Speaker Topics

2018 Speaker Topics

Kathleen Bartholomew, RN, RC, MN

The Dauntless Nurse: Becoming a Skilled Communicator

Ultimately, it is the confidence and skill with which we hold our everyday conversations that will pave the way to a future time when our patients are safe, our voices are heard, and the skills and knowledge of this incredible profession are valued and utilized.

America needs nurses who are bold and intrepid; who have the confidence and skill to represent this noble profession.  And at no other time in history have their voices been so desperately needed.  Hospital based errors are now the third leading cause of death in America, despite our professional ethic of "First Do No Harm" - and yet recent surveys show that the majority of nurses are still avoiding the difficult conversations.  In addition, the health of Americans is insidiously declining as the rates of cancer, diabetes and obesity steadily rise. 

  1. Explain two reasons why our country needs nurses who are dauntless.
  2. Assess your confidence level in mastering challenging conversations.
  3. Identify a conversation that you have been avoiding and apply the DESC model.
  4. Discuss how and why courage plays a critical role in becoming dauntless.

 

Nursing Leadership Three Part Series (3-5 hours)

Part 1 “What You Don’t See…”

Using Professor Diamond’s framework (Collapse), for “How group decisions fail”, this presentation offers a fresh and fascinating look at the hospital culture in light of sociology.  Only when we understand the forces that affect us as humans can we have an impact on the world around us. This session speaks to how power, perception and culture affect our behavior as humans.

Objectives:

  1. Understand the carbon-based system: how people in groups react to stress, change and routine.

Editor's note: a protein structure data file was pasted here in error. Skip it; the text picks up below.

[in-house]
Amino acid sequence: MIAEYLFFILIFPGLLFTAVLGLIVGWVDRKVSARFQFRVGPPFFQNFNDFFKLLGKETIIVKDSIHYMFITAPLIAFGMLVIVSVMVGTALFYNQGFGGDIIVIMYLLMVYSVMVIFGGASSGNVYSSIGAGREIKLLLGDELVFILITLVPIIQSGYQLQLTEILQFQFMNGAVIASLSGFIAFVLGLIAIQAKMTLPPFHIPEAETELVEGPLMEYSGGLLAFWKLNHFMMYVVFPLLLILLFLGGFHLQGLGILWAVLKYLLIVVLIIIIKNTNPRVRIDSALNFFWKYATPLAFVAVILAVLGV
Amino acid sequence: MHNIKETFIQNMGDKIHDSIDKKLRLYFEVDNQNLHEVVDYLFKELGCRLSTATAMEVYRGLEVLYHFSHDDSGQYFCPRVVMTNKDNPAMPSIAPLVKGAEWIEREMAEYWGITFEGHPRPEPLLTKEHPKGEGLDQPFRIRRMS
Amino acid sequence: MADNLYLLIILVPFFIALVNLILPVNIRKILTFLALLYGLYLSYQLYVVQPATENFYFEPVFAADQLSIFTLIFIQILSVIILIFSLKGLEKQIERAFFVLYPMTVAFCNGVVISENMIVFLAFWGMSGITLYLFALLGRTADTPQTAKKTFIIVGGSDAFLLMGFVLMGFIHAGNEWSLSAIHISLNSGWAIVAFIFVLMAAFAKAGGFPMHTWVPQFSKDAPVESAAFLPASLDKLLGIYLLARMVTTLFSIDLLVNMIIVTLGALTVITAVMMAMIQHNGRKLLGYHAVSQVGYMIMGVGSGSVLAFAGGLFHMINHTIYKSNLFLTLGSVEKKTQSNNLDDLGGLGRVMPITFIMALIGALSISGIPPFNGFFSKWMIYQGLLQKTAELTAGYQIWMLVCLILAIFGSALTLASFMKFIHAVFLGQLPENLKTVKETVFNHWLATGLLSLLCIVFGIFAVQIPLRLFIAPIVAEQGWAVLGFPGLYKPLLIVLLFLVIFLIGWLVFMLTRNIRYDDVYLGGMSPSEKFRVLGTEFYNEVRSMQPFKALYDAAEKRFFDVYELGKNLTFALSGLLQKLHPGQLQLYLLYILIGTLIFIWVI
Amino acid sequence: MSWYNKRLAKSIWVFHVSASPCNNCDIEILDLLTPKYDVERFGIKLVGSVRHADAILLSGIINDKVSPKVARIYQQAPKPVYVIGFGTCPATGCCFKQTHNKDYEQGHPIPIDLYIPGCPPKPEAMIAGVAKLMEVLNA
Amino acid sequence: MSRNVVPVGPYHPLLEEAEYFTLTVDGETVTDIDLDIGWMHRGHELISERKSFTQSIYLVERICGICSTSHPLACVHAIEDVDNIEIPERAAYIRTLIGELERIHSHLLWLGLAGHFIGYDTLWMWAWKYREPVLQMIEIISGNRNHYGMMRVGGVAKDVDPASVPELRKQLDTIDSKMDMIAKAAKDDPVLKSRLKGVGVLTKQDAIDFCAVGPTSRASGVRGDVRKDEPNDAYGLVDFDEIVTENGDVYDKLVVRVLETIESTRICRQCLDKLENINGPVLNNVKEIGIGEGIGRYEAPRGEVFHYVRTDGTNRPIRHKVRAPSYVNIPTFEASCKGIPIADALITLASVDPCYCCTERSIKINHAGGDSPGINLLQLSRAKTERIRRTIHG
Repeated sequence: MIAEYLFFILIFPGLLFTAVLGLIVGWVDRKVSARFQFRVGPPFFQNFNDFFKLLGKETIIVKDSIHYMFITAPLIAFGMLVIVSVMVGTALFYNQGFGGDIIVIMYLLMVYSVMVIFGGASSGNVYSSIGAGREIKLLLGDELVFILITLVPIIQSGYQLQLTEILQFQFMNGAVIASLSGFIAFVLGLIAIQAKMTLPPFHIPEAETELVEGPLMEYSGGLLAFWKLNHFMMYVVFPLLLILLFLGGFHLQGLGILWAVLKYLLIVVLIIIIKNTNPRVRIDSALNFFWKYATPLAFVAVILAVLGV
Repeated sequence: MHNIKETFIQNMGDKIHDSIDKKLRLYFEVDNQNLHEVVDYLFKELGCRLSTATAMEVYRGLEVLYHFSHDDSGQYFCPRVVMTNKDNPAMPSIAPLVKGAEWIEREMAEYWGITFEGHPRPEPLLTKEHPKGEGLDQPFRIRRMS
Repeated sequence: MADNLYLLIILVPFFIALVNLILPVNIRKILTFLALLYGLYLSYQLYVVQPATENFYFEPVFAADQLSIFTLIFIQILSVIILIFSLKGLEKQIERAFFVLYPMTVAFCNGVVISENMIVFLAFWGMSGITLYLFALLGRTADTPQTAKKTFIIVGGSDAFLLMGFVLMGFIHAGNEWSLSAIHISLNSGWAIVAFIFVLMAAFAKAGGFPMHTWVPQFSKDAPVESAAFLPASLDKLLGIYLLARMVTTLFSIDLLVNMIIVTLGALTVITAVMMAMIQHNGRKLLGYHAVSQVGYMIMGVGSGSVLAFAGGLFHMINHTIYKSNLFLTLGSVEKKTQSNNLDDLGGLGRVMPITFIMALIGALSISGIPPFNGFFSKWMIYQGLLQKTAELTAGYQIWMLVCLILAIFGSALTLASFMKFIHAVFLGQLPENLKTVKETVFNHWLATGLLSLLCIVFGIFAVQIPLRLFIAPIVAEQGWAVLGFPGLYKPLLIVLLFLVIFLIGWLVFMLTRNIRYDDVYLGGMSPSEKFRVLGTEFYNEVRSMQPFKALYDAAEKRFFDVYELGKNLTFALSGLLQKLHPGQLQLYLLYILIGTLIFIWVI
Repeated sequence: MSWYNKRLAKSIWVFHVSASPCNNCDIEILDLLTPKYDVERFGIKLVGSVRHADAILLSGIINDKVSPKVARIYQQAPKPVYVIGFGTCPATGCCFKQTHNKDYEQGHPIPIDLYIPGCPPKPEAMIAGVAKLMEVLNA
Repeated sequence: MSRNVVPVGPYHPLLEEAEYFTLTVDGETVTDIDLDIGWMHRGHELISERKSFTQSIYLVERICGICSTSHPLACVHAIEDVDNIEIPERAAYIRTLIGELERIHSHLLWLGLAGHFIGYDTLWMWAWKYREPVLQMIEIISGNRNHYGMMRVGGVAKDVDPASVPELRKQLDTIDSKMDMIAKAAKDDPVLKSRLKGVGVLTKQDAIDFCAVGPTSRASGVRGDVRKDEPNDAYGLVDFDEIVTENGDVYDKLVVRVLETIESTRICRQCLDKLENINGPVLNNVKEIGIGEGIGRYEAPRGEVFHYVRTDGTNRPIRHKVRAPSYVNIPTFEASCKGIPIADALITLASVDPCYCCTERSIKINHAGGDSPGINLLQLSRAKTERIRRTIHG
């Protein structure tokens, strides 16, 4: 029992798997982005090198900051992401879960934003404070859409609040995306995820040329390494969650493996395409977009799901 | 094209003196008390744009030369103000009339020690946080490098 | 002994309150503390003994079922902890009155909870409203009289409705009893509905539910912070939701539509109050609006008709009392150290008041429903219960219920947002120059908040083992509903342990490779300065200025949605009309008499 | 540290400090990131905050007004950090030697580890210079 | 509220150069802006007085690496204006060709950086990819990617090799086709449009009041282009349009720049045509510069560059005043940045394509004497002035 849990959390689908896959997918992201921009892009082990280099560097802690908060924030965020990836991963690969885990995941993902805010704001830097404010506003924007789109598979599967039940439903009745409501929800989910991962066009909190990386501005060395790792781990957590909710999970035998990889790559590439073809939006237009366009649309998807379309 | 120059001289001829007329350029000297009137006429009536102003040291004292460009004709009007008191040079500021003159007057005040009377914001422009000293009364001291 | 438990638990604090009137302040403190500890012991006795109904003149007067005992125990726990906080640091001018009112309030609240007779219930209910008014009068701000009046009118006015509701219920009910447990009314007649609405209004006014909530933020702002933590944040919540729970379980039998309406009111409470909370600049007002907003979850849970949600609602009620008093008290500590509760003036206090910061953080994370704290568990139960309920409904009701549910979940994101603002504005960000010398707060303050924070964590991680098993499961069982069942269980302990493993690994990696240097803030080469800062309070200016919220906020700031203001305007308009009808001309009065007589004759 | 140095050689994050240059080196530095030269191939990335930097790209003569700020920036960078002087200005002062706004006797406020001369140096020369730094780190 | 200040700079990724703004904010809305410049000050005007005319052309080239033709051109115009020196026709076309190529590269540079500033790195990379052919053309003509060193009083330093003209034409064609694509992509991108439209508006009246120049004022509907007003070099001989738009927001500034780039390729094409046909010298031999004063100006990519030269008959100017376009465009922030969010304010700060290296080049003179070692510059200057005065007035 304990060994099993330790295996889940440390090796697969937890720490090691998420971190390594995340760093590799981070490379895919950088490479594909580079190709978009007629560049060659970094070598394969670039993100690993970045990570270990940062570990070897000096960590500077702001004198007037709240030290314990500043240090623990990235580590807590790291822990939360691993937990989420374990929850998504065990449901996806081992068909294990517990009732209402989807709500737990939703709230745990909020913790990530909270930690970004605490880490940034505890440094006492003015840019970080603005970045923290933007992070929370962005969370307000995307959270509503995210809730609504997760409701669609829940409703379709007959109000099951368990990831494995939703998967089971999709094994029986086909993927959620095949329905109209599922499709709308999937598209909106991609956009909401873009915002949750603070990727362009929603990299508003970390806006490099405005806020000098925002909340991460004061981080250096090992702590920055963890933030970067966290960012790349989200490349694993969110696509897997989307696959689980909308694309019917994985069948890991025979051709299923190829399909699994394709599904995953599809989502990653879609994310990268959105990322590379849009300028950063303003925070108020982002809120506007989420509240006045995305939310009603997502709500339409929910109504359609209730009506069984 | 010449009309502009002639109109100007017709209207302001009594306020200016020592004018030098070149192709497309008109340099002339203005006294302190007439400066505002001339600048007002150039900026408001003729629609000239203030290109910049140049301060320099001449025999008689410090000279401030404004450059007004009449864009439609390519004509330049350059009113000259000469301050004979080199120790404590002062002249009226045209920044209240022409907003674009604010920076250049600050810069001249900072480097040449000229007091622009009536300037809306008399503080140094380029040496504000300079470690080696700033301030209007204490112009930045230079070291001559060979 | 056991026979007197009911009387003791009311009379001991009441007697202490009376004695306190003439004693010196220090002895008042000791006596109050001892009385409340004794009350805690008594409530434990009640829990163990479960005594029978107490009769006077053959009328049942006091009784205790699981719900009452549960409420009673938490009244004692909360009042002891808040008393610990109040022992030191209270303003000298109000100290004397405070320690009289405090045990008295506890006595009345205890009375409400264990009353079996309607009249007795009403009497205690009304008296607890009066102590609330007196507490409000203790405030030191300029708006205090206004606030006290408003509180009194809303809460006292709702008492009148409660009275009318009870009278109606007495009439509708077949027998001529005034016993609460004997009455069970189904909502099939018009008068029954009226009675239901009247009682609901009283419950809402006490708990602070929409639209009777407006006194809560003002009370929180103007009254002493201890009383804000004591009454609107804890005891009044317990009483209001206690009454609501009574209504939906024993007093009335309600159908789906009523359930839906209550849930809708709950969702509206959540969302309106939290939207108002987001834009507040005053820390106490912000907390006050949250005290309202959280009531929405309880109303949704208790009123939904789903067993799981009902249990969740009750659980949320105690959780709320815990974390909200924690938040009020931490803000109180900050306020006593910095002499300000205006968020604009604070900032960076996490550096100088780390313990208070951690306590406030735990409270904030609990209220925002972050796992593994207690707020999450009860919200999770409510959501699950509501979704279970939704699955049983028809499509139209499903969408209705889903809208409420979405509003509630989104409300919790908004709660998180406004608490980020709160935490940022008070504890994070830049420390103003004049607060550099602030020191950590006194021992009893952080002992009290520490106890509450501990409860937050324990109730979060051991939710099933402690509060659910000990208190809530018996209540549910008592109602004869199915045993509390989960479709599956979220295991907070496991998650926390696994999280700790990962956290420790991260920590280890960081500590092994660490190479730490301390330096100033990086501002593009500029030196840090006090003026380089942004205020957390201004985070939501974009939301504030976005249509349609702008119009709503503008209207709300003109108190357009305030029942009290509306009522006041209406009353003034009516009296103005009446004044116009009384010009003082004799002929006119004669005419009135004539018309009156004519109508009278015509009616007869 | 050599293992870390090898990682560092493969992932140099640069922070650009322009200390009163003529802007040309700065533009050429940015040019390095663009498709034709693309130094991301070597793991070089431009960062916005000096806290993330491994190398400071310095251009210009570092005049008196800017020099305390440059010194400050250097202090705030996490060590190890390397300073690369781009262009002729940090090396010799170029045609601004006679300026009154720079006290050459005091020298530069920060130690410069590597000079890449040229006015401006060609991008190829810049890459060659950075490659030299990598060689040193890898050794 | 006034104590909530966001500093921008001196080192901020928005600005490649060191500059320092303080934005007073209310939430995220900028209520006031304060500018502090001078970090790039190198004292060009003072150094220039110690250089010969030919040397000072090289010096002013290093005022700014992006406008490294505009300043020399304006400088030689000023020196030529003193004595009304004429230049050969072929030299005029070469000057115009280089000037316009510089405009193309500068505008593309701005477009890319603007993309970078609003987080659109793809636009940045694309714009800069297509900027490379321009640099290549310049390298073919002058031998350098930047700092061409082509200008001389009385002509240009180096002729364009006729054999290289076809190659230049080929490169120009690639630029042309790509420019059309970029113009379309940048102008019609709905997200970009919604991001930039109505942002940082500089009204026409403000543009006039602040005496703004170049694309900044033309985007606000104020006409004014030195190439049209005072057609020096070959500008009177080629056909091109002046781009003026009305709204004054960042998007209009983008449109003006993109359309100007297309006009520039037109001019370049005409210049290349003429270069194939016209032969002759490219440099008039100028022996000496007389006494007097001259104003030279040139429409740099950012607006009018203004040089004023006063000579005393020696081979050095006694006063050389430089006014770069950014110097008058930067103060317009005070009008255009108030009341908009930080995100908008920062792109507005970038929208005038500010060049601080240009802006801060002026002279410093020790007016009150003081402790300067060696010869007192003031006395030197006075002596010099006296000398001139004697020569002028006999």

2. Give two examples of how you can personally shift the power structure from a hierarchy to a team in your department/organization to create synergy and maximize power.
  3. List two reasons why groups fail at perception
  4. Identify one opportunity to shift your perceptions
  5. Define “culture” and give one example from your work environment

 

Part 2 “What You Do See…”

The expression “Nurses eat their young” is so far removed from our idea of the caring and nurturing nurse that we shudder to think it could possibly be true.  Bur the truth is, nurses are hurting each other.  Stories from the ‘front line’ cannot be ignored.  These stories are the voices of nurses telling the world about their experiences.  The first step to healing our relationships is the most difficult: to recognize and openly discuss the problem.  Only by understanding the origin and reasons for our behaviors can we even begin to create the healing environment that is needed in nursing - for ourselves, as well as our patients.

Objectives

  1. Acknowledge that nurse to nurse hostility is a serious problem.
  2. Explain why nurses experience un-caring behaviors from their peers.
  3. List one action that you can take to build a culture of healthy relationships and/or decrease horizontal hostility in the workplace. 
  4. Evaluate the power level of your relationships with managers and physician

 

Part 3 “What You Can Be…”

How do you lead?  And why does the profession of Nursing need every nurse to be a leader?

Unfortunately, the ever increasing demands of nursing has not allowed us the luxury of time needed to step back and look at the ‘big picture’ as well as the actions necessary for nurses to practice to their full scope and garner public support. Participants will leave this presentation prepared, empowered, and determined to engage in the leadership conversations that can transform our culture.

Objectives

  1. List three situations that demand a conversation in healthcare.
  2. Recognize the impact of culture on communication and leadership
  3. Describe a conversation you avoid and apply the DESC model to this situation
  4. Understand how to maximize power and resources within a human institution. 
  5. Imagine and describe what the profession of Nursing will be like in the year 2050
  6. Describe the impact that nursing could have on the health of America

REFERENCE for this presentation from Dartmouth can be found under “References”

 

A Passion for the Art of Nursing

  (Based on Sigma Theta Tau’s book: The HeArt of Nursing”, C. Wendler)

Abstract